Institutional members access full text with Ovid®

Share this article on:

PERFORMANCE OF A HIGH SENSITIVITY MULTI-ELEMENT TISSUE EQUIVALENT PROPORTIONAL COUNTER FOR RADIATION PROTECTION NEUTRON MONITORING MEASUREMENTS

Aslam, ; Waker, A. J.*

doi: 10.1097/HP.0b013e3181cfe1e9
Paper

This study describes the performance of a novel design of compact multi-element tissue equivalent proportional counter (METEPC), which consists of 61 individual cylindrical counting volumes machined in a single block of tissue equivalent plastic. Each counting volume is a separate cylinder of internal diameter of 0.5 cm and height 5 cm. The performance of the METEPC was examined experimentally to obtain microdosimetric information, absorbed dose, dose equivalent, and sensitivity in the neutron energy range of 34 to 423 keV where commercially available tissue equivalent proportional counters (TEPCs) under respond as much as 40% of the ambient dose equivalent. A simple elongated cylindrical sampling geometry of METEPC provides very good estimates of microdosimetric average, ȳD, and dosimetric quantities of interest, H*(10) and Q̄, which are comparable to those obtained with the conventional spherical sampling geometry of a standard TEPC. The sensitivity of METEPC is comparable to that of a conventional 12.7 cm diameter TEPC, which suggests that it is able to produce measurements in low dose rate radiation environments with the same precision in a given length of time as that obtained with the conventional TEPC. METEPC, being possibly the simplest design available in the multi-element geometrical configuration and approximately 9 times smaller in volume than that of a conventional 12.7 cm diameter TEPC, could form the basis of a portable monitoring system in mixed field radiation environments and may also be useful for radiation dosimetric measurements in beams of limited cross-sections and in phantoms.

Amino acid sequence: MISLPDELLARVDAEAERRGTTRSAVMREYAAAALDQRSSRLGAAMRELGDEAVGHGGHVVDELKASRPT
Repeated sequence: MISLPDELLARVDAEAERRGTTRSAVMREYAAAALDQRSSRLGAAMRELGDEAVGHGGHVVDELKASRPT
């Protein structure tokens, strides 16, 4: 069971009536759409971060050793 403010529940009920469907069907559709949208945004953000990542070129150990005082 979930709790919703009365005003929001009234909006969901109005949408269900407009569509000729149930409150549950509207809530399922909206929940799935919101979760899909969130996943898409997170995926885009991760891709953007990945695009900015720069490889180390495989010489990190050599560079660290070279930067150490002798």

* Faculty of Energy Systems and Nuclear Science, University of Ontario Institute of Technology (UOIT), Oshawa, ON, Canada L1H 7K4.

For correspondence contact Aslam at the above address, or email at aslamib@mcmaster.ca.

(Manuscript accepted 15 December 2009)

©2010Health Physics Society